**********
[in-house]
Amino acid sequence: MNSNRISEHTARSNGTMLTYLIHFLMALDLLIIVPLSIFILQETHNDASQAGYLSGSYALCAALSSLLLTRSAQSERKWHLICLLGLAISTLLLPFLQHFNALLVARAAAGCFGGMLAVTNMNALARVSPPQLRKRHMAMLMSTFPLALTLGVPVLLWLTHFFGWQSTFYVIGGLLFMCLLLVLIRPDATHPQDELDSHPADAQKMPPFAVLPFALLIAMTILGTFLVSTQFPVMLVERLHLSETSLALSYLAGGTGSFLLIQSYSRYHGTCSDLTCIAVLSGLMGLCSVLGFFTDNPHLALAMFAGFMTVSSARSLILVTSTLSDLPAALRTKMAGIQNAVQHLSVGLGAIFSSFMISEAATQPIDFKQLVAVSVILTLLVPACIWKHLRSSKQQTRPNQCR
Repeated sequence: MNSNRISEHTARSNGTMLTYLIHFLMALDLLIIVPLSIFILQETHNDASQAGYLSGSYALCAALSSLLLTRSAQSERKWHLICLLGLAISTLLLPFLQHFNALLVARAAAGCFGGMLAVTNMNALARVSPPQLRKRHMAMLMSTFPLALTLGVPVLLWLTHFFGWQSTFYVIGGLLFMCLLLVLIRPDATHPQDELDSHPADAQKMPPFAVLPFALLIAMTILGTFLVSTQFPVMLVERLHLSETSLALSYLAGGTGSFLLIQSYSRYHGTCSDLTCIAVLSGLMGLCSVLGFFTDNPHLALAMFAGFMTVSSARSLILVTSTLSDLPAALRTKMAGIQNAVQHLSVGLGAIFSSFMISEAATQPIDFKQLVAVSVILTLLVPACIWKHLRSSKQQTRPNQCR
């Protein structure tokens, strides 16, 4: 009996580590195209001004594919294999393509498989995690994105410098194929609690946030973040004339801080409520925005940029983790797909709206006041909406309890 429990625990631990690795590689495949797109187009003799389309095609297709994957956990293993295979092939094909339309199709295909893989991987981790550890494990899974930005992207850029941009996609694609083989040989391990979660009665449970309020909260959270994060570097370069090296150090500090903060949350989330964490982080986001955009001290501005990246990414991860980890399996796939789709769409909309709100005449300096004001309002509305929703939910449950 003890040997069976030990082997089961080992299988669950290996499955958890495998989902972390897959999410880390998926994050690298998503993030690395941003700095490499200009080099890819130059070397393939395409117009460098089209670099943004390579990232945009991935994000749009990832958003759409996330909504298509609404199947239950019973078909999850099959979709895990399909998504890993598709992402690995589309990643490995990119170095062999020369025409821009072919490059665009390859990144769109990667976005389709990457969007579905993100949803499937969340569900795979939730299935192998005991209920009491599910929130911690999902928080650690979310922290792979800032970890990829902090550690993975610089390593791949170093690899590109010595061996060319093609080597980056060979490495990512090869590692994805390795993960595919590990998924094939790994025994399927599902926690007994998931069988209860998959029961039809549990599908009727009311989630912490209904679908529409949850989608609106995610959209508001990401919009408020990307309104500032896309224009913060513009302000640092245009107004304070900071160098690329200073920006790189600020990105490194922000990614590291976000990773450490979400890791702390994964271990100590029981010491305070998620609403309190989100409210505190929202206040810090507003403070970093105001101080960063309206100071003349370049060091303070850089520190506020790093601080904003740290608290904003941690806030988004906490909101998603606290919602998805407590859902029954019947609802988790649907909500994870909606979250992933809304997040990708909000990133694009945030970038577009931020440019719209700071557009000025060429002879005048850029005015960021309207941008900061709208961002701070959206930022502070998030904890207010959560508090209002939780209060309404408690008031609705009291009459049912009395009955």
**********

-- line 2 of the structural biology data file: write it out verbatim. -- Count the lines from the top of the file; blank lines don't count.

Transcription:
Amino acid sequence: MNSNRISEHTARSNGTMLTYLIHFLMALDLLIIVPLSIFILQETHNDASQAGYLSGSYALCAALSSLLLTRSAQSERKWHLICLLGLAISTLLLPFLQHFNALLVARAAAGCFGGMLAVTNMNALARVSPPQLRKRHMAMLMSTFPLALTLGVPVLLWLTHFFGWQSTFYVIGGLLFMCLLLVLIRPDATHPQDELDSHPADAQKMPPFAVLPFALLIAMTILGTFLVSTQFPVMLVERLHLSETSLALSYLAGGTGSFLLIQSYSRYHGTCSDLTCIAVLSGLMGLCSVLGFFTDNPHLALAMFAGFMTVSSARSLILVTSTLSDLPAALRTKMAGIQNAVQHLSVGLGAIFSSFMISEAATQPIDFKQLVAVSVILTLLVPACIWKHLRSSKQQTRPNQCR